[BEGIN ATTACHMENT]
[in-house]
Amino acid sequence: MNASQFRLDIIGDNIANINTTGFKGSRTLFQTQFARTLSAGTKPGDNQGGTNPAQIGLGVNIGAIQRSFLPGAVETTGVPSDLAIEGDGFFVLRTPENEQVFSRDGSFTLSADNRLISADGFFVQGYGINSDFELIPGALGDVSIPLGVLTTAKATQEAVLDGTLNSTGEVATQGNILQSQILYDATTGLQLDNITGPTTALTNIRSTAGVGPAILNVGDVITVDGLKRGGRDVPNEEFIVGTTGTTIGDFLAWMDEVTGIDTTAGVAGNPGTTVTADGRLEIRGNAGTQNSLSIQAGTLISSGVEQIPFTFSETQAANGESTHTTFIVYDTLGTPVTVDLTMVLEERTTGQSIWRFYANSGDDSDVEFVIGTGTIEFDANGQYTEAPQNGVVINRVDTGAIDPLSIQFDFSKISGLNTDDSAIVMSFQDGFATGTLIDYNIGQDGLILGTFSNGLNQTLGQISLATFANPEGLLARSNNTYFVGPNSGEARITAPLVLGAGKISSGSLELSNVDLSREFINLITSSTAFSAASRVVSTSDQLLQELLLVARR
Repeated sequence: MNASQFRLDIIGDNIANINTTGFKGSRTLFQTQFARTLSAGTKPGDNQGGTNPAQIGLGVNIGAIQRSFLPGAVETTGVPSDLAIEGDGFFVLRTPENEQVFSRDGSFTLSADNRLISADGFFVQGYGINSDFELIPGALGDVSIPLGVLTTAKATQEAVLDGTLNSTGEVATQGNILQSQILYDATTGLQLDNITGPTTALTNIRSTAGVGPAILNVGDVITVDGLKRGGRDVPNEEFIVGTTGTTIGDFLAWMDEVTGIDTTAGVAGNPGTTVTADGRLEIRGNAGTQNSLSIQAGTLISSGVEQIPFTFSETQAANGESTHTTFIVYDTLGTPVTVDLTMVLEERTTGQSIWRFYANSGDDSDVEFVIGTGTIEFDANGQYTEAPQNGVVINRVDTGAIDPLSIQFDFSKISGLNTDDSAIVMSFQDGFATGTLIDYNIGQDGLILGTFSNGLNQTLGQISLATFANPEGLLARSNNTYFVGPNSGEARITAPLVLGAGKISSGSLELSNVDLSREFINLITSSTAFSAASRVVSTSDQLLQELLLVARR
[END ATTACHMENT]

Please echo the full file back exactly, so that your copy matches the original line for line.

[in-house]
Amino acid sequence: MNASQFRLDIIGDNIANINTTGFKGSRTLFQTQFARTLSAGTKPGDNQGGTNPAQIGLGVNIGAIQRSFLPGAVETTGVPSDLAIEGDGFFVLRTPENEQVFSRDGSFTLSADNRLISADGFFVQGYGINSDFELIPGALGDVSIPLGVLTTAKATQEAVLDGTLNSTGEVATQGNILQSQILYDATTGLQLDNITGPTTALTNIRSTAGVGPAILNVGDVITVDGLKRGGRDVPNEEFIVGTTGTTIGDFLAWMDEVTGIDTTAGVAGNPGTTVTADGRLEIRGNAGTQNSLSIQAGTLISSGVEQIPFTFSETQAANGESTHTTFIVYDTLGTPVTVDLTMVLEERTTGQSIWRFYANSGDDSDVEFVIGTGTIEFDANGQYTEAPQNGVVINRVDTGAIDPLSIQFDFSKISGLNTDDSAIVMSFQDGFATGTLIDYNIGQDGLILGTFSNGLNQTLGQISLATFANPEGLLARSNNTYFVGPNSGEARITAPLVLGAGKISSGSLELSNVDLSREFINLITSSTAFSAASRVVSTSDQLLQELLLVARR
Repeated sequence: MNASQFRLDIIGDNIANINTTGFKGSRTLFQTQFARTLSAGTKPGDNQGGTNPAQIGLGVNIGAIQRSFLPGAVETTGVPSDLAIEGDGFFVLRTPENEQVFSRDGSFTLSADNRLISADGFFVQGYGINSDFELIPGALGDVSIPLGVLTTAKATQEAVLDGTLNSTGEVATQGNILQSQILYDATTGLQLDNITGPTTALTNIRSTAGVGPAILNVGDVITVDGLKRGGRDVPNEEFIVGTTGTTIGDFLAWMDEVTGIDTTAGVAGNPGTTVTADGRLEIRGNAGTQNSLSIQAGTLISSGVEQIPFTFSETQAANGESTHTTFIVYDTLGTPVTVDLTMVLEERTTGQSIWRFYANSGDDSDVEFVIGTGTIEFDANGQYTEAPQNGVVINRVDTGAIDPLSIQFDFSKISGLNTDDSAIVMSFQDGFATGTLIDYNIGQDGLILGTFSNGLNQTLGQISLATFANPEGLLARSNNTYFVGPNSGEARITAPLVLGAGKISSGSLELSNVDLSREFINLITSSTAFSAASRVVSTSDQLLQELLLVARR